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About mothers, builders, and how to reduce duplication in your tests

xoubaman profile image Carlos Gándara ・6 min read

Applying the builder pattern when creating the fixture data in our tests will provide several relevant benefits: better readability, more explicit test scenarios, and resilience to refactors.

It sounds too good to do not give it a try, doesn't it?

Disclaimer: code examples are in PHP but the concepts discussed refer to OOP, so don't get scared by the dollar symbols and the arrows.

Harmless changes with unexpected consequences

A non-desirable but common scenario: an apparently harmless, small change in production code causes zillions of tests to fail. We did stick to SOLID, DRY and plenty of other buzzwords while coding. Then, how can this be possible? Why we have to tediously update several apparently unrelated tests?

There are multiple possible reasons for this to happen. One of them is how we create fixture data in our tests. Consider the following scenario:

We have an application that processes orders, modeled in the Order class:

final class Order 
{
    private Uuid $id;
    private array $items;
    private string $address;
    private DateTime $deliveryDeadline;

    public function __construct(
        Uuid $id,
        array $items,
        string $address,
        DateTime $deliveryDeadline
    ) {
        $this->id = $id;
        $this->items = $items;
        $this->address = $address;
        $this->deliveryDeadline = $deliveryDeadline;
    }

    //Fancy business logic here
}
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In production code, we did the smart move of instantiating Order class only in the CreateNewOrder service when creating a new one, or in the OrderRepository when we get an existing order from the database.

As good or bad this modeling may look, our startup is starting to get some revenue out of it. The best part is that the code is extensively tested. For instance, we have this test taken from the more than forty we have involving an Order:

/** @test */
public function order_cannot_be_processed_when_delivery_deadline_is_reach(): void
{
    $order = new Order(
        Uuid::create(),
        [
            new Item('Dynamite Headdy', 1, 6500, 'GOLD'),
            new Item('Gunstar Heroes', 1, 12500, 'GOLD'),
        ],
        'Rincewind, Mage Tower, Ankh-Morpork, 00752, Discworld',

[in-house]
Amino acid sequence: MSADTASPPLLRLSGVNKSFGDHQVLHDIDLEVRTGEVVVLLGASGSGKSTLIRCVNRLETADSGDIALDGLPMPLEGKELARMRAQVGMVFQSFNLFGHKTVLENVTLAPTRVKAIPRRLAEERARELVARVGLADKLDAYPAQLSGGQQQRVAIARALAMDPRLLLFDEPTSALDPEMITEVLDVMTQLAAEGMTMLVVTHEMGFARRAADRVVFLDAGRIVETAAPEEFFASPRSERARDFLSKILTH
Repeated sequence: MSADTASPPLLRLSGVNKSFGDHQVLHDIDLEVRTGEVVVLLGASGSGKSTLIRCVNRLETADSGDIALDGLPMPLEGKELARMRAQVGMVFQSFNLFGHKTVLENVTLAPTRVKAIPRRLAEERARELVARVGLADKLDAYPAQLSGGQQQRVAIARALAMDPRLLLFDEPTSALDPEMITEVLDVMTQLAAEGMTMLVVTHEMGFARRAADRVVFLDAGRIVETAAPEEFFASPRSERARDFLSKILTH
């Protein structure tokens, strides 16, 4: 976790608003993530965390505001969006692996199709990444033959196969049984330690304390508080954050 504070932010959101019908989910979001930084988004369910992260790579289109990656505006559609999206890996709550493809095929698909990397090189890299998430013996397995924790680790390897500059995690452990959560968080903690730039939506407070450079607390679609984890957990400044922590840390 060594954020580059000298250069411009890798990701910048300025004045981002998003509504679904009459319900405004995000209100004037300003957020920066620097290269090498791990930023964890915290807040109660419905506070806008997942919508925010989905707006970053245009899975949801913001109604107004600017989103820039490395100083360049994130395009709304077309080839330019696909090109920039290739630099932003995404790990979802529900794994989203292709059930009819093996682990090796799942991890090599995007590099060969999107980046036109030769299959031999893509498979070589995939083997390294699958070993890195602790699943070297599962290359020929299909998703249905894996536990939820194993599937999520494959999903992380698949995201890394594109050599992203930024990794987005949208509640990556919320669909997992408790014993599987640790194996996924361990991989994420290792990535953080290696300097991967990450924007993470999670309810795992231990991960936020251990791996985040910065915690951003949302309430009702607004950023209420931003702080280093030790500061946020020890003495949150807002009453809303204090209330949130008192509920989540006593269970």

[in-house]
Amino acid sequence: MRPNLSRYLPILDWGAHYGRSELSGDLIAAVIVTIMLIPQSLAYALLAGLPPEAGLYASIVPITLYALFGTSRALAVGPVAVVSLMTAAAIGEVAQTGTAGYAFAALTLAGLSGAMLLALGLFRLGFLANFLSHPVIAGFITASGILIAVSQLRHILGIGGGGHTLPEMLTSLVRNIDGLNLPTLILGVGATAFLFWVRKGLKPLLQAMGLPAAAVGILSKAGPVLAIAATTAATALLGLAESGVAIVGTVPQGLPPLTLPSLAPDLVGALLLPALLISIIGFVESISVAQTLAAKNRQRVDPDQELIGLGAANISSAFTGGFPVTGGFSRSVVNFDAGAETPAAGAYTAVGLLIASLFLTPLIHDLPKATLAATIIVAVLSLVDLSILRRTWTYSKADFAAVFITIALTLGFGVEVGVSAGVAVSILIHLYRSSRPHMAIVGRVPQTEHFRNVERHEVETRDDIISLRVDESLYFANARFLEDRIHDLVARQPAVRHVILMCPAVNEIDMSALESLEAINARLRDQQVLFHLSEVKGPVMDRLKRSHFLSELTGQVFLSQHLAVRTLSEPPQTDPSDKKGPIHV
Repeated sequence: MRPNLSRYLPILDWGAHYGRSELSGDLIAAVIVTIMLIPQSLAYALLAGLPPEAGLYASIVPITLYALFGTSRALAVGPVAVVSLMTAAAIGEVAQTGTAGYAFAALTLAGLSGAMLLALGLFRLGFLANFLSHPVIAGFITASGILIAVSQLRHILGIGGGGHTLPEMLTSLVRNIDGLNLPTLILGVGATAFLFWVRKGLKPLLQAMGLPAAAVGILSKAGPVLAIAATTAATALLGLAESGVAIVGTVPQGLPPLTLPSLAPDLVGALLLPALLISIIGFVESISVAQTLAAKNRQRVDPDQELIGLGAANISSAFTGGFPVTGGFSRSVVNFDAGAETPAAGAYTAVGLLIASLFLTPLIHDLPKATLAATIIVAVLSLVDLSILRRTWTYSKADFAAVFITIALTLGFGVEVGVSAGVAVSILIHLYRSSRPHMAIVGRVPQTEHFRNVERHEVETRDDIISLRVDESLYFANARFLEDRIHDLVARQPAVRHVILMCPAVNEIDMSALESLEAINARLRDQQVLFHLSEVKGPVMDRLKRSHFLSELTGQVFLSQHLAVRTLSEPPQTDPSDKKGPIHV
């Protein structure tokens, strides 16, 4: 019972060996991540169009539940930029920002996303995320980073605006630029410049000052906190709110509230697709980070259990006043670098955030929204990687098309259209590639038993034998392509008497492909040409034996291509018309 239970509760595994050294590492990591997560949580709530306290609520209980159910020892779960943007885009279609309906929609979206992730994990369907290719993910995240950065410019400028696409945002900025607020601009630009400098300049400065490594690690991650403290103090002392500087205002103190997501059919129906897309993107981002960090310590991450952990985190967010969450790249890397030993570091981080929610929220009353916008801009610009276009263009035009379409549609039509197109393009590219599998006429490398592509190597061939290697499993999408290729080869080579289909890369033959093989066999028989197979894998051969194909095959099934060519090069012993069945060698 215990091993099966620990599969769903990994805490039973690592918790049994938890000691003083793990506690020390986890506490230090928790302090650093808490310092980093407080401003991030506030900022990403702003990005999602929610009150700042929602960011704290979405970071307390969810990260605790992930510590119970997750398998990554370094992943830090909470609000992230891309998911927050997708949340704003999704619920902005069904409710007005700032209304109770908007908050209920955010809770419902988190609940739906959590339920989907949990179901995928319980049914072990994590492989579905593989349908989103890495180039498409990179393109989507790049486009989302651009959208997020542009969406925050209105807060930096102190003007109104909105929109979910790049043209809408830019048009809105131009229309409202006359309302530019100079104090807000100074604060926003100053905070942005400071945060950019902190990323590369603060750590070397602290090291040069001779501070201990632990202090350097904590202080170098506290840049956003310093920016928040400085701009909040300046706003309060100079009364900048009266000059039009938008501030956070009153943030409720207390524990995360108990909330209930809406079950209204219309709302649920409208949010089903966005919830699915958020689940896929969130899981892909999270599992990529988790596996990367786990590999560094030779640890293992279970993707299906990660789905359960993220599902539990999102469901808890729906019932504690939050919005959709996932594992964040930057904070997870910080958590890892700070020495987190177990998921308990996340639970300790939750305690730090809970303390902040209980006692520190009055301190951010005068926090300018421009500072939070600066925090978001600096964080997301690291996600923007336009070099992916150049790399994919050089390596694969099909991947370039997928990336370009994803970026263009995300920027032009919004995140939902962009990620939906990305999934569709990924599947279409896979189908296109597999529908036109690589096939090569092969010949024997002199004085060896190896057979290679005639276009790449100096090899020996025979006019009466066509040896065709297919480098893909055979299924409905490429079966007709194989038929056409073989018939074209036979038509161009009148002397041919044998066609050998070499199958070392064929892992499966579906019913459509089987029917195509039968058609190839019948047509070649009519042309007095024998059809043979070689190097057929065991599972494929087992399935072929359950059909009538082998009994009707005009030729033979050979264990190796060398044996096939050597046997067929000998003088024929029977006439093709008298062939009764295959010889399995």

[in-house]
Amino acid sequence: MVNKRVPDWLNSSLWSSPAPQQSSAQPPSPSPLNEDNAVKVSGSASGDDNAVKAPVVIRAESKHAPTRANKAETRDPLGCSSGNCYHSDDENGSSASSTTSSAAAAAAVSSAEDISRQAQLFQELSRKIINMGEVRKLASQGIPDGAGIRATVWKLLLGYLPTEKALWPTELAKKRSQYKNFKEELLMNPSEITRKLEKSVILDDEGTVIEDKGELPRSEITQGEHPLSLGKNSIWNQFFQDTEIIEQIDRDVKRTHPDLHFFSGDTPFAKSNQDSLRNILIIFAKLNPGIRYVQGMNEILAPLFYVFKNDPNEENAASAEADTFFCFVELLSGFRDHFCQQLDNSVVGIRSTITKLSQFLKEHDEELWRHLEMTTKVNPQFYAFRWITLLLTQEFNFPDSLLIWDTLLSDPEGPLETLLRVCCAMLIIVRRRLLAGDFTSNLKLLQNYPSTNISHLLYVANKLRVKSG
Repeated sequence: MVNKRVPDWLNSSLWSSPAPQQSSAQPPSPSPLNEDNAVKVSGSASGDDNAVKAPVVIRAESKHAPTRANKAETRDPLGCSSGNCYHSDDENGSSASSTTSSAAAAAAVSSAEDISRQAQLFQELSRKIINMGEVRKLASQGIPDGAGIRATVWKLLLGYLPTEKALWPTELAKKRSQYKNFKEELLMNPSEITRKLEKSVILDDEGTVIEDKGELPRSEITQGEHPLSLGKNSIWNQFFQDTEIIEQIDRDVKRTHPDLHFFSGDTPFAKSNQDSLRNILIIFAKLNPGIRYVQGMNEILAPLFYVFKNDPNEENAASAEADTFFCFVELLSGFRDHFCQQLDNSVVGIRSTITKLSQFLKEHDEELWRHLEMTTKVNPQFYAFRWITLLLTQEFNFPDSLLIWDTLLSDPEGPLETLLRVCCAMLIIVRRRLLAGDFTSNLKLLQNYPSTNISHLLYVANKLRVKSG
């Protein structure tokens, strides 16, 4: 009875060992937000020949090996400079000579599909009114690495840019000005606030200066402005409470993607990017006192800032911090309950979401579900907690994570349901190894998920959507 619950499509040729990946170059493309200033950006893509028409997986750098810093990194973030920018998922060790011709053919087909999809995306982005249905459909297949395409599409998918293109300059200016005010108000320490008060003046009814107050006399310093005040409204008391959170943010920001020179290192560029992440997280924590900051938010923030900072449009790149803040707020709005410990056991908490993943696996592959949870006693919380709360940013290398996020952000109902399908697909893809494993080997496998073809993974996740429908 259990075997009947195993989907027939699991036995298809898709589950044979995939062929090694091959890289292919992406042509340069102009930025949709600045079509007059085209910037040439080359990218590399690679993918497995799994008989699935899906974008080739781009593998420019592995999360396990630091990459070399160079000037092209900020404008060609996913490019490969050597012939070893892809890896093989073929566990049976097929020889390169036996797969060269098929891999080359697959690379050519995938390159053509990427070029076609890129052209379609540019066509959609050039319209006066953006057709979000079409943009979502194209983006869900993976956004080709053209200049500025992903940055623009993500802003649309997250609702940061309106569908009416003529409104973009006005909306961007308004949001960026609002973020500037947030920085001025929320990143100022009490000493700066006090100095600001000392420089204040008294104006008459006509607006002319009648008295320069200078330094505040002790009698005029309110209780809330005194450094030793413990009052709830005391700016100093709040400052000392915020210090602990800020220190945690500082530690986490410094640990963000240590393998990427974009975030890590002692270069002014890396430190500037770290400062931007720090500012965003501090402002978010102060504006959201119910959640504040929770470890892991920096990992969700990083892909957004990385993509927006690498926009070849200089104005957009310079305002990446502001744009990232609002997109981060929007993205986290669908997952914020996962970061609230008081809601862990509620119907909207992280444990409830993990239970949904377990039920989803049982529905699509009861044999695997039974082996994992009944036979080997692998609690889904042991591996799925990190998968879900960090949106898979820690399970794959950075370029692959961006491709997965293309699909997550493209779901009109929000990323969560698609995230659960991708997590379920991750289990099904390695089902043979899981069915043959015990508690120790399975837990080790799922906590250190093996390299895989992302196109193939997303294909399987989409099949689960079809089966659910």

new DateTime('yesterday')
    );

    self::assertFalse($order->canBeProcessed());
}
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Feels good to have business logic properly tested. However, our company is having more and more problems from customers living in some parts of Ankh-Morpork -no surprises- and we want to stop sending stuff to a certain zip codes. For that, we decide to model the address as an Address value object so we can easily evaluate when an order is being delivered to a forbidden zip code:

final class Address
{
    private string $name;
    private string $street;
    private string $city;
    private string $zipCode;
    private string $country;

    public function __construct(...) {}

    public function hasBannedZipCode(): bool {}
}
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We write a test for the new behavior:

/** @test */
public function order_cannot_be_processed_when_address_has_a_banned_zipcode(): void
{
    $order = new Order(
        Uuid::create(),
        [
            new Item('Speck of dust', 1000, 2, 'GOLD'),
            new Item('Higgins bosom', 100, 1, 'GOLD'),
        ],
        new Address('Rincewind', 'Mage Tower', 'Ankh-Morpork', self::BANNED_ZIPCODE, 'Discworld'),
        new DateTime('yesterday')
    );

    self::assertFalse($order->canBeProcessed());
}
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Changes in the code are straightforward. We implement the canBeProcessed() method using the new Address value object and the new test passes. Now we can expect to update CreateNewOrder and OrderRepository classes to deal with the change in Order constructor. But when we run the test suite we see forty of them in red. Not surprisingly, the ones involving orders.

In our production code, we took care of minimizing the places where we instantiate a new Order (band reference not intended) to reduce the reach of changes like the one we just did, but we forgot about our tests that are instantiating orders all around.

There are other undesirable effects on the approach we took. One is that Order instantiation is causing a lot of noise because of this complexity when we usually care only about one aspect of it -the zip code in the above example. The other is the inability to visually detect if we are messing up the order of the parameters in the address.

Luckily, we are here to see how builders mitigate such situations.

Introducing the builder pattern

Thanks, Jim

The builder pattern is one of the GoF Design Patterns. It consists in separating the -usually complex- construction of an object from its representation.

Twisting it a bit, the suggestion here is to use builders for any object or data structure you create more than once in your tests.

A possible public interface for a builder for our Order might be:

final class OrderBuilder
{
    public function build(): Order {}
    public function withId(Uuid $id) : self {}